How to make cane syrup at home... without a sugar cane press
UPDATE 12/8/2014: I just posted a video of this process on YouTube:
As you regular readers know, I've been growing sugar cane for a few years now. The kids love it, but I've wanted to do more with our crop than just hack chunks off for chewing. Last fall when I planted a big bed of sugar cane, I knew that at some point I'd have to figure out how to process it into something useful. Since distilling is apparently illegal, rum was out... but homemade cane syrup sounded like a winner. Plus, Rachel wanted it, so it had to be made.
This is how we did it.
Step 1: Harvest Some Canes
Cane harvesting is fun because you get to use a machete. Anything is better with a machete. I cut the canes close to the ground, then strip off the leaves and throw them over the "stumps" I leave behind. Because sugar cane is a cold-sensitive perennial, covering up the roots will keep the plant safe until next spring when a whole new batch of homegrown sugar will rise from the ground as soon as the soil warms up enough.
Step 2: Wash Those Canes
Step 3: Start Chopping 'em Up
Here's the big problem with sugar cane: it's full of fibers. You can't just put chunks in your juicer. I tried... and I don't think my Champion juicer will ever be the same. After multiple jam-ups and some smoking and shaking which only yielded about a half-cup of syrup, I realized it was pointless. Normally, sugar cane is processed with powerful presses that crush it flat and let the sugary juice run out. I don't have anything like this at home and couldn't figure out a good way to jury-rig something. Real presses are really expensive - and the Thai ones they often sell on e-bay are made for flattening squid, not crushing something as tough as sugar cane. Don't waste your money!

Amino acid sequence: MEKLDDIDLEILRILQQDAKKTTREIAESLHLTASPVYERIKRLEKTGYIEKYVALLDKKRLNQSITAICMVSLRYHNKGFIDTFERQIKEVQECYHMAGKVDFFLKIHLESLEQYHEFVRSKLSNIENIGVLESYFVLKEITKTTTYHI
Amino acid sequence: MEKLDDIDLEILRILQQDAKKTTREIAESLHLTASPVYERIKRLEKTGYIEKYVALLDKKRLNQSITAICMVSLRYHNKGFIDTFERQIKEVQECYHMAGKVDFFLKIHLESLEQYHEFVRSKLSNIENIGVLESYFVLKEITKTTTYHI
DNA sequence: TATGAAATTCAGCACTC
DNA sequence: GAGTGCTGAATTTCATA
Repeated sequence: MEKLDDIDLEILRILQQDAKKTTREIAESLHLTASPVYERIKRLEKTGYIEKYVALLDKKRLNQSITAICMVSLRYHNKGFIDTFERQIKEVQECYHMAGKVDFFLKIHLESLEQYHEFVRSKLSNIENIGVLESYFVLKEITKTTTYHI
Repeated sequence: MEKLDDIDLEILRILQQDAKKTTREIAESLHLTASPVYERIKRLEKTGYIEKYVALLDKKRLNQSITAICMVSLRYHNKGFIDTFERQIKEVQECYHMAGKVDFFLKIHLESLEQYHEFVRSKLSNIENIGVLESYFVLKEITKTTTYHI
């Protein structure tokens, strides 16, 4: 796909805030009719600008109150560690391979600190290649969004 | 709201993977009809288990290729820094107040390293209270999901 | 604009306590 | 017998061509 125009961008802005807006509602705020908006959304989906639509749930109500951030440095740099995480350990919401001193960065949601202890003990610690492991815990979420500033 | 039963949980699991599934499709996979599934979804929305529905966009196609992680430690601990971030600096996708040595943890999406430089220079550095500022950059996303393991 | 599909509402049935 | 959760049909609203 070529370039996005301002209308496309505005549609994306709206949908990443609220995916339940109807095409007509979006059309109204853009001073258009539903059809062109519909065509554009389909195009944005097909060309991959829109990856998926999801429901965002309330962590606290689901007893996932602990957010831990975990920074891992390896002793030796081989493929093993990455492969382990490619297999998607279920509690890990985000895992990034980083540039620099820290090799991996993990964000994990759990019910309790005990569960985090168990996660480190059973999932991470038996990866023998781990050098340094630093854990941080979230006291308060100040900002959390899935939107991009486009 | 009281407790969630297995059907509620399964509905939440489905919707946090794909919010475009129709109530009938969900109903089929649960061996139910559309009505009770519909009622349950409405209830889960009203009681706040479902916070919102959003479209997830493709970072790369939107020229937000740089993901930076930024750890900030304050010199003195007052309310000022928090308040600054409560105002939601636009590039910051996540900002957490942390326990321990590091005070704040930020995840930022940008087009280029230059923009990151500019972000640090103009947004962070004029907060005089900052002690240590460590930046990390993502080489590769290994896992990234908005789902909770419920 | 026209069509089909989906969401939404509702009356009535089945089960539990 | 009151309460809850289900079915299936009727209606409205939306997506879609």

What we decided to do was simply chop the sugar cane into chunks, then quarter those segments. A good heavy meat cleaver works well for this.
Step 4: Boil the Chunks Of Cane
After chopping, we put the pieces into a large stockpot, covered them with water, then started boiling the sugar out of them. This takes some time and you have to make sure they stay covered with water, so top the pot off occasionally. As the cane cooks, it will lose its lustrous color and start to turn pale brown. Once the flavor of the water is the same as that of a chunk of the boiled sugar cane, you're ready to move on to the next step. This takes an hour or two - I let my tastebuds be my guide.
Step 5: Strain Out the Cane Fragments
Step 6: Boil It Down
Step 7: Finish and Jar the Syrup
Congratulations! You've made your own home-grown, organic, vegan, free trade, sustainably harvested, locavore-approved, non-GMO, gluten-free, amazingly delicious sugar cane syrup!
Sure, it's a lot easier to juice the cane first, rather than doing the chop n' boil... but if you're just a hobbyist like me who wants a few jars of syrup to give away at Christmas, this beats having to buy a specialized extractor or find a local cane mill. I bet it would also work for sorghum... try it and see.
As a final note: this stuff tastes absolutely amazing... you're gonna try it and love it. Also - don't forget to sign up for my Survival Gardening Newsletter for lots and lots of good gardening ideas:
Shop at Amazon and support Florida Survival Gardening